For Ukraine’s medical system to thrive, how resources are spent is more important than how much is allotted, neurosurgeon Dr. Ihor Kurilets said in a lecture on Wednesday.
Kurilets, a resident at the International Neurosurgery Center in Kiev, Ukraine, and Dr. Luke Tomycz, M.D., Pediatric Neurosurgeon at Morristown Hospital, N.J., spoke at the University about international medical cooperation in Ukraine since the 2014 crisis in Crimea, as well as about the country’s corruption and the difficulty of giving aid to war-stricken regions.
Kurilets began with an introduction to the current situation in Ukraine’s medical sector. In Ukraine, the Soviet-era centralized medical system is rampant with graft — public hospitals are poorly funded, and doctors have little training and a high incentive to either leave the country or engage in corruption.
Moreover, numerous legal hurdles, such as laws that prohibit operation on cadavers, have hampered efforts to modernize.
According to Kurilets, another major issue has been the ways in which Western nations have funneled aid to Ukraine.
“Imagine you see a homeless man on the street and give him 1,000, even 3,000, dollars. It is likely that he will be back on the street within a month,” Kurilets said.
Kurilets stressed the need for foreign aid to be deployed correctly: rather than relying on the short-term capital and expertise of a few foreign doctors, local Ukranian surgeons should be encouraged to shadow them and learn to perform complex surgeries on their own.
Kurilets and Tomycz have made a substantial contribution to remedying the problem with the Razom Foundation, a Ukrainian American non-profit organization.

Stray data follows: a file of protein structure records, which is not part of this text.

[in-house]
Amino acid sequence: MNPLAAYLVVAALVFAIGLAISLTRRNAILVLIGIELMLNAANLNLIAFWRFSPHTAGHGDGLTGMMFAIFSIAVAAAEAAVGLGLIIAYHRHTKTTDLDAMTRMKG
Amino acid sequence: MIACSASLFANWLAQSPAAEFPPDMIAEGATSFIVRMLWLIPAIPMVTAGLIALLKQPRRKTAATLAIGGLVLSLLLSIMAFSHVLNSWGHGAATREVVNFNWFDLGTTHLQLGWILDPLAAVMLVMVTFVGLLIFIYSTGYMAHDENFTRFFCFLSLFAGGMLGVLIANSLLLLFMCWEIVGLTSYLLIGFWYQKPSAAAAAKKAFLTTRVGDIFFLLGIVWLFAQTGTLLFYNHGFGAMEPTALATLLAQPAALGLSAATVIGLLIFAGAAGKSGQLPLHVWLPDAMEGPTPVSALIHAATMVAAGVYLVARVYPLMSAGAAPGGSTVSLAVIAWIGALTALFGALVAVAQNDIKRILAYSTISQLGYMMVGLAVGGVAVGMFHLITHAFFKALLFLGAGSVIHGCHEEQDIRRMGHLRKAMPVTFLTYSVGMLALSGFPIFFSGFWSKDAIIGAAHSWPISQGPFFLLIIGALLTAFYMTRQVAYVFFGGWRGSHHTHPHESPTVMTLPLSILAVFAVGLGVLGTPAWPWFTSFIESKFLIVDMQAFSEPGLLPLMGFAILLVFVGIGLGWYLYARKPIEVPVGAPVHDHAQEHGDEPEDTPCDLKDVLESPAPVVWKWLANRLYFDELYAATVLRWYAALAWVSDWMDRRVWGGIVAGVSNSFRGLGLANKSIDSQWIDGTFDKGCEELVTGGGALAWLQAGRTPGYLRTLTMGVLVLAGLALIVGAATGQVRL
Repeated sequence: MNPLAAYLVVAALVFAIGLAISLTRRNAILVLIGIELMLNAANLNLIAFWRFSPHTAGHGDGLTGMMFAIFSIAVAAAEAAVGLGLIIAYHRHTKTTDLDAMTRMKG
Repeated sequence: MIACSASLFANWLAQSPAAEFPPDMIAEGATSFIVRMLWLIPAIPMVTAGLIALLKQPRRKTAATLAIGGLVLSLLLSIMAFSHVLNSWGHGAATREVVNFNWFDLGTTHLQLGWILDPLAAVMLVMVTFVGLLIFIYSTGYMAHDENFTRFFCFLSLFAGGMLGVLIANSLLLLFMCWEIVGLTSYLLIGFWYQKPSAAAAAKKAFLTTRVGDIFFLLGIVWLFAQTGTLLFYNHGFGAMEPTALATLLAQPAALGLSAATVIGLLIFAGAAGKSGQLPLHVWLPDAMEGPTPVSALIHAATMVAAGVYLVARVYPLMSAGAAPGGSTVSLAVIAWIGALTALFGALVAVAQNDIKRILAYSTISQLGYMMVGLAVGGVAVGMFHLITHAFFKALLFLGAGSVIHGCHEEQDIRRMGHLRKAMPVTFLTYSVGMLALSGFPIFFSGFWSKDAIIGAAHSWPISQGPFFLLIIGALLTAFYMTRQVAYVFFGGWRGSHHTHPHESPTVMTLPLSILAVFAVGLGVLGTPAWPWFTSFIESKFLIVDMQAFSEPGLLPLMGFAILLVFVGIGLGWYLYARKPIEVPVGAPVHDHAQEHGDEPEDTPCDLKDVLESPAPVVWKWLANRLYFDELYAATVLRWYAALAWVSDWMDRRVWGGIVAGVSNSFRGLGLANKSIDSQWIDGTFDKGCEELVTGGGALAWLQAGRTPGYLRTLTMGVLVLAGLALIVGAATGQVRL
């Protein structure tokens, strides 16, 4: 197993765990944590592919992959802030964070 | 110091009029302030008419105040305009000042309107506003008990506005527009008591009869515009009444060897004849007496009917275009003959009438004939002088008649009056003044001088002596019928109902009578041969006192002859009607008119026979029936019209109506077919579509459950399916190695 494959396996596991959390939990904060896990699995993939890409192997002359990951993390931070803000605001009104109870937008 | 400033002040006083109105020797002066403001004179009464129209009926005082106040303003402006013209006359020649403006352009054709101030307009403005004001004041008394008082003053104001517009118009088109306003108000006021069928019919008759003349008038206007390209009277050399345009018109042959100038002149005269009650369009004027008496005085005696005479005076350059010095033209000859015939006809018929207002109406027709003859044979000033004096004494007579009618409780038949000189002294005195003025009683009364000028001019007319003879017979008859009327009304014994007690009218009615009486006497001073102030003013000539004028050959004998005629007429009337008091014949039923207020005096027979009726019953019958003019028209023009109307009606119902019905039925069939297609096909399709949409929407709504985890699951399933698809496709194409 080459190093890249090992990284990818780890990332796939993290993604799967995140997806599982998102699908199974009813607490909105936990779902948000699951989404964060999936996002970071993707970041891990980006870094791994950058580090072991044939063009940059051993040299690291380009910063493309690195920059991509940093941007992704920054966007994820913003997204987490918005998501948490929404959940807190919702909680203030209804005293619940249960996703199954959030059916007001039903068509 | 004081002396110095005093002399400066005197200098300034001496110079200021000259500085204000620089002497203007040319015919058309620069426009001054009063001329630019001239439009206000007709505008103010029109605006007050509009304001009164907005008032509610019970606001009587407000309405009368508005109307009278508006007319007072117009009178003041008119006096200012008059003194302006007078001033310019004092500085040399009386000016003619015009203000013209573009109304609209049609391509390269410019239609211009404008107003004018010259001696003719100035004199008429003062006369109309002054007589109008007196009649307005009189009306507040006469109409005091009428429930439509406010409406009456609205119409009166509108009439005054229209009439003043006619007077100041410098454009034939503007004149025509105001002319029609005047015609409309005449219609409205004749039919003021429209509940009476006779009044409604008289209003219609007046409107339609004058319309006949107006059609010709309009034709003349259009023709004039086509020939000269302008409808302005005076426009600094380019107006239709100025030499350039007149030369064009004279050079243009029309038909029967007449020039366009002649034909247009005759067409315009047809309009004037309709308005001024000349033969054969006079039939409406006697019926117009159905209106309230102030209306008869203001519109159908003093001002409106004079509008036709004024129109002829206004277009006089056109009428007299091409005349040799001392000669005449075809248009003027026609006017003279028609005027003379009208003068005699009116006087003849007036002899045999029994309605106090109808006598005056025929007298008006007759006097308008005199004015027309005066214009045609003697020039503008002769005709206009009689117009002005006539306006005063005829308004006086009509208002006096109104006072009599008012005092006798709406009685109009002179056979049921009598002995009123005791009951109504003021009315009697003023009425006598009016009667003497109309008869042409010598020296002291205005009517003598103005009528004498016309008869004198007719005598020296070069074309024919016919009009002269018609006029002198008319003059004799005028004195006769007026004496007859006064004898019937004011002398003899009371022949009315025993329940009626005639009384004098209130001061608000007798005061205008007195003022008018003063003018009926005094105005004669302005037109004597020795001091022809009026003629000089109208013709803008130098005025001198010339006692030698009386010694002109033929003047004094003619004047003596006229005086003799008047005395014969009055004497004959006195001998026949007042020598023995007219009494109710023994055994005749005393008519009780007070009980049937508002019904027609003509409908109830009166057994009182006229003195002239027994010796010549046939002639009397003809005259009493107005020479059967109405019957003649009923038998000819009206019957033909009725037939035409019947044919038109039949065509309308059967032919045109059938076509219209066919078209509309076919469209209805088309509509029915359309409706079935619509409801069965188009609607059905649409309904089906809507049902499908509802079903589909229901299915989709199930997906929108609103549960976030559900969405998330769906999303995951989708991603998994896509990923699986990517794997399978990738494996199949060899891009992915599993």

Razom is responsible for educating Ukrainian doctors through exchange programs, providing critical medical equipment, and subsidizing surgeries for those who cannot afford it.
Razom’s major project since 2012 has been the construction of a private hospital campus for the International Neurosurgery Center in Kiev, the first one in Ukraine to be supervised by doctors, rather than the government. The building includes two operating rooms and 40 beds. Surgeons are presently being trained through an exchange program with Rutgers University.
Tomycz, a surgeon in New Jersey, has been influential in promoting Western aid and teaching local surgeons pediatric and orthopedic surgery procedures.
“So far we have organized ten trips to Ukraine, sent students to work there, given eight didactic lectures, consulted on five hundred patients, seventy major procedures, and purchased $500,000 in medical supplies,” Tomycz explained.
Several issues have persisted, as Ukraine’s lack of preventative care makes surgeries on larger, more persistent tumors more dangerous. In addition, a Ukrainian surgeon must be present at all times during an operation performed by a foreign doctor.
Despite the difficulties, Kurilets emphasized that individuals with the will to make a difference might be more effective than any governmental organization.
“As US citizens, your accumulated knowledge and experience is the most valuable thing,” he explained.
The lecture, titled “International Medical Cooperation: The Case of Ukraine,” was cosponsored by the Razom Foundation, the Program in Russian, East European, and Eurasian Studies, and the Princeton Institute for International and Regional Studies. It was held at 4:30 p.m. in the Louis A. Simpson International Building.